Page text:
CONGRESSWOMAN ELISE STEFANIK
On Monday, July 13, 2015, the House will consider H.R. 2499, the Veterans Entrepreneurship Act of 2015, under suspension of the rules. The bill was introduced on May 21, 2015, by Rep. Steve Chabot (R-OH) and referred to the Committee on Small Business, which ordered the bill to be reported, as amended, by voice vote on June 10, 2015.
H.R. 2499 amends the Small Business Act to require the Administrator of the Small Business Administration (SBA) to eliminate up-front fees for veterans and their spouses under the 7(a) Express Loan Program, which allows the SBA to guarantee loans made by private lending institutions.
Specifically, the bill requires the SBA to waive the upfront guarantee fees on loans made to veterans under the 7(a) express loan program; unless the President, in the budget, determines that the entire 7(a) loan program will have a cost above zero as the term cost is defined in the Federal Credit Reform Act for the upcoming fiscal year. The bill’s waiver requirements take effect for loans made on or after October 1, 2015.
The bill also requires that the SBA Administrator submit a report to Congress assessing the level of outreach to and consultation with female veterans regarding access to capital by Women’s Business Centers and Veterans Business Outreach Centers.
The Small Business Administration (SBA) has been guaranteeing bank loans to small businesses in various forms since 1954, the year after its creation. The SBA’s mission is to “aid, counsel, assist and protect the interests of small business concerns, to preserve free competitive enterprise and to maintain and strengthen the overall economy of our nation.” SBA activity has expanded to include specialized outreach to women, minorities, and veterans.
The Business Guarantee Loan Program, or 7(a) Loan Program, is SBA’s largest loan program. SBA does not actually make loans with this program, but rather guarantees to pay back a loan to a private entity if the recipient is unable to do so. The program’s maximum gross loan amount for any one 7(a) loan is $5 million (up to $3.75 million maximum guaranty). In 2014, the average approved 7(a) loan amount was $368,737. To be eligible for a 7(a) loan, a small business applicant must:
Borrowers must use the proceeds to establish a new business or to assist in the operation, acquisition, or expansion of an existing business.
In 2014, the program made approximately 52,000 loans, but only 2,113 loans made were to veterans, which constitutes just 4 percent of the total loans made. According to the Committee, “given the emphasis that the Federal government (through training programs at the Department of Defense, the Department of Veterans Affairs, and the SBA) places on assisting veterans in establishing small businesses, there appears to be a mismatch between the educational efforts and the mechanisms for providing those entrepreneurial minded veterans with the necessary capital to start their business.”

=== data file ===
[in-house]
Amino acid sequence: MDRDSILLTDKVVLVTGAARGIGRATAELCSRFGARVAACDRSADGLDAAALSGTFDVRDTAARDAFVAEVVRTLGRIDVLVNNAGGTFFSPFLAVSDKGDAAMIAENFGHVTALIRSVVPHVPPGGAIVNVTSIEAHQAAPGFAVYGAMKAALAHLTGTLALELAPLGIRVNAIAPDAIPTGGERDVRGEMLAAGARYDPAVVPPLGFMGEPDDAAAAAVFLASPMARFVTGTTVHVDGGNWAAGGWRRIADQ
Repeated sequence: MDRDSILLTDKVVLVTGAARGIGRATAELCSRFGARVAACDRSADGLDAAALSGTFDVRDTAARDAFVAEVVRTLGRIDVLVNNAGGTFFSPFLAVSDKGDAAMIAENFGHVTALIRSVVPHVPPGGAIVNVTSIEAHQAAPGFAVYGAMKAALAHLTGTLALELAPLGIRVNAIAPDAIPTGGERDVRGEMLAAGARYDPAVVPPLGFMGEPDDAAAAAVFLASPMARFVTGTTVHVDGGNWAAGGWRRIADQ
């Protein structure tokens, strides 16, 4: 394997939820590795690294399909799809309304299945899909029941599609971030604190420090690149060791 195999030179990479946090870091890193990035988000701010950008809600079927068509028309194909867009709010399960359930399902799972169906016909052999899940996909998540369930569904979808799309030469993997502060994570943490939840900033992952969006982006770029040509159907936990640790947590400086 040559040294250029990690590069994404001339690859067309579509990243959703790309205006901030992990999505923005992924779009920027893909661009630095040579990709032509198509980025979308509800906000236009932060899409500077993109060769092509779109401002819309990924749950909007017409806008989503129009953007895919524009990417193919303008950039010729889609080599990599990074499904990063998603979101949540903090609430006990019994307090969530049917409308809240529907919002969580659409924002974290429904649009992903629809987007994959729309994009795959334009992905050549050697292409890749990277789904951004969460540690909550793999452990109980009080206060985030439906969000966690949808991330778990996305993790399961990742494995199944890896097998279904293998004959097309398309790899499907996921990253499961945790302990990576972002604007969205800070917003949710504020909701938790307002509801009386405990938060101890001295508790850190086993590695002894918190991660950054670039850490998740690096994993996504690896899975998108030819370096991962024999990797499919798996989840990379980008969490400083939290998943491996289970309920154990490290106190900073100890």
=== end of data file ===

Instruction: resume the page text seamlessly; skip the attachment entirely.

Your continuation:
The SBA Administrator has authority to waive the upfront fees paid by borrowers and is currently waiving that fee on 7(a) express loans (loans under $350,000) to veterans. The bill makes this waiver permanent except in years where an appropriation is necessary for the 7(a) loan program. These would be covered at no cost to the taxpayer because the Administrator has discretion to adjust other fees authorized under the 7(a) program, to maintain an overall subsidy rate of zero. Appropriations were not required to cover the 7(a) program subsidy from 2007 to 2009 and 2014 to 2015. From 2010 to 2013, appropriations to cover shortfalls of $80 million, $80 million, $139.4 million, and $213.8 million, respectively, were provided. No appropriation is expected to be needed for fiscal year 2016.
According to Small Business Committee Chairman Chabot, “Our veterans are as entrepreneurial minded as anyone else in the world . . . Think about all that’s required to launch a new business: strategic planning, tactical expertise, dogged perseverance, and the ability to adjust plans to overcome new challenges at a moment’s notice. This is the American warfighter. Making sure they can access the resources needed to start their own business and build up the communities they’ve protected will do more than just create jobs—it will help them successfully transition into civilian life.”
 See SBA, “What We Do”
 See Congressional Research Service (CRS) report, “Small Business Administration 7(a) Loan Guaranty Program,” at 5.
 See CRS report, “Small Business Administration 7(a) Loan Guaranty Program,” at 4 and 5.
 See House Report 114-187 at 3.
 See House Report 114-187 at 4.
 See CBO estimate, HR. 2499.
 See CRS report, “Small Business Administration 7(a) Loan Guaranty Program,” at 19 and 20.
 See Press Release, “Chabot and Small Business Committee Members Introduce Veterans Entrepreneurship Act,” May 21, 2015.
The Congressional Budget Office (CBO) estimates that implementing H.R. 2499 would have an insignificant effect on spending subject to appropriation. “The SBA has discretion to adjust other fees authorized under the 7(a) program, within certain limits, to maintain an overall subsidy rate of zero;” therefore, CBO expects “the agency would use that flexibility to maintain the program at no cost, thereby allowing SBA to offer the waiver.” It also estimates that “the bill’s reporting requirements would not have a significant effect on the agency’s workload or costs.” Enacting H.R. 2499 would not affect direct spending or revenues; therefore pay-as-you-go procedures do not apply.
For questions or further information please contact John Huston with the House Republican Policy Committee by email or at 6-5539.